Cheryl Dilcher - Magic

Cheryl Dilcher – Magic


Musically, Cheryl Dilcher was unlike any other female artist I have come across covering a mixture of pop, prog rock and glam styles that separated her from the better known 70’s rock queens of the day.

Written by: Eric

ARTIST: Cheryl Dilcher
ALBUM: Magic
YEAR: 1974
CD REISSUE: Discogs Reissue List

LINEUP: Cheryl Dilcher – lead vocals, acoustic 12-String * Rick ‘Robin’ Beilke – guitars, background vocals * Randy Koontz – bass, background vocals * Joe Aglio – drums, background vocals * Clarence McDonald – keyboards * Rusty Young – pedal steel * Nino Tempo – saxophone

TRACK LISTING: 01 Magic * 02 Home To Me * 03 Devil Song * 04 It’s A Secret * 05 Fantasy * 06 Who’s The Captain (Of Rock N Roll) * 07 The Good Times * 08 Together * 09 You’re The One * 10 Dance



Apparently Cheryl Dilcher, a Greenwich Village folkie released two albums prior to ‘Magic’ that frankly I’ve never bothered to check out. Not my scene really, best left to coffee shops, peace rallies and the Birkenstock crowd.

But from what I gather both of those albums ‘Special Songs’ and ‘Butterfly’ seem to have a cult following to this day. This is only helped by the fact Dilcher mysteriously dropped out of the music scene in 1977 following her ‘Blue Sailor’ album, never to be seen or heard from again.

The Songs

Not sure about the cover on this one, but on the flip we find Dilcher looking a little more presentable and quite ‘leggy’ I might add with an unsmiling band dressed in 1974 finery that defies description. God, we dressed bad back then! Musically, Cheryl Dilcher was unlike any other female artist I have come across.

Cheryl. covers a mixture of pop, prog rock and glam styles with an approach that separated her from the better known 70’s rock queens of the day. Vocally comparisons can be made to Grace Slick without the shrill and Mariska Veres from Dutch pop superstars Shocking Blue (remember ‘Venus’?).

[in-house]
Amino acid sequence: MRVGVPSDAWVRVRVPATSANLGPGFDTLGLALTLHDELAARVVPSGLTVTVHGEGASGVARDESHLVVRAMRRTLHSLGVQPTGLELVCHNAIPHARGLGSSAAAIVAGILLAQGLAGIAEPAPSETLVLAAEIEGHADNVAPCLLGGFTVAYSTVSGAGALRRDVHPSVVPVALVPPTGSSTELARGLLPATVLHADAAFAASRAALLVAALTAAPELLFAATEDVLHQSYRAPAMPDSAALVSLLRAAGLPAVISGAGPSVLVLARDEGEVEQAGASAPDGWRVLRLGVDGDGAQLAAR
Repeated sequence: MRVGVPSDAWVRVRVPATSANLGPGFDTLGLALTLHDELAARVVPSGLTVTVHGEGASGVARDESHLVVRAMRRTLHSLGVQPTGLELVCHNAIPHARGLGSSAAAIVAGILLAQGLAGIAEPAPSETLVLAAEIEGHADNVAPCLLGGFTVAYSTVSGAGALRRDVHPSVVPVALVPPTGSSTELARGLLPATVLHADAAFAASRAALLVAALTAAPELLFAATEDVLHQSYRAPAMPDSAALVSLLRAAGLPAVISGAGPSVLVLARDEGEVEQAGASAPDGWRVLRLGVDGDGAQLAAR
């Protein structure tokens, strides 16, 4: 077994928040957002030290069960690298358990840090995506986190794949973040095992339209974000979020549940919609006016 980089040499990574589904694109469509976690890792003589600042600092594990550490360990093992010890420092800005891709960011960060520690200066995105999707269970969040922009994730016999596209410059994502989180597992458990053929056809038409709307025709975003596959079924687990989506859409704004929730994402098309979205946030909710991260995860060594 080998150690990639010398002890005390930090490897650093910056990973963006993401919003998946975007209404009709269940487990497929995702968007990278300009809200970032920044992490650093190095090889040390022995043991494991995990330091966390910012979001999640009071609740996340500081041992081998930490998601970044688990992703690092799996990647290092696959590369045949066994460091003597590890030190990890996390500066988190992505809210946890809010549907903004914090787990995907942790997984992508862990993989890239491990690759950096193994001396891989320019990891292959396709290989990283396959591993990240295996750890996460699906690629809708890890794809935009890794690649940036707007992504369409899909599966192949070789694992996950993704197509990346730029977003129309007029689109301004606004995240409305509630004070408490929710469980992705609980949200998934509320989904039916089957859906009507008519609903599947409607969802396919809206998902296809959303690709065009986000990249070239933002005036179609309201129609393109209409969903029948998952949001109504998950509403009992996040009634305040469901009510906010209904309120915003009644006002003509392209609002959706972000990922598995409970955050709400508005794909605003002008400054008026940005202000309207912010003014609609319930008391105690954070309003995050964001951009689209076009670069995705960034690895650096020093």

The opening cut and title track is a progressive rock instrumental that crosses Yes with Nazareth ala ‘Rose In The Heather’ from ‘Hair Of The Dog’. Nicely done and just a guess but this had to throw off her folk audience as the mood of all ten tracks is very upbeat, not dour or introspective in the least.

With this said, standouts include ‘Devil Song’ which features the pedal steel of Rusty Young from Poco, a band Dilcher toured with the year previous. The two odes to British glitter rock ‘Who’s The Captain (Of Rock ‘N Roll)’ and the closing ‘Dance’ finishes the record off in glam slam style demanding repeated plays.

In Summary

With the exception of ‘Blue Sailor’ which was highly visible in the cut-out bins from day one, ‘Magic’ and the other two Dilcher albums are getting difficult to find these days without spending some well earned money. Never on CD, if you are in the mood for something different from an artist that actually took chances rather than try to fit into any musical category.

Unlike most female ‘stars’ of today who could take a cue from Cheryl Dilcher, then by all means grab yourself a copy before it disappears – like magic. Footnote: Cheryl passed away during February 2005 in Los Angeles, aged 55.



Cheryl Dilcher - "High"

Devil Song
Cheryl Dilcher - Devil Song (Think I Fell In Love With The)

Cheryl Dilcher - Dance (1974)

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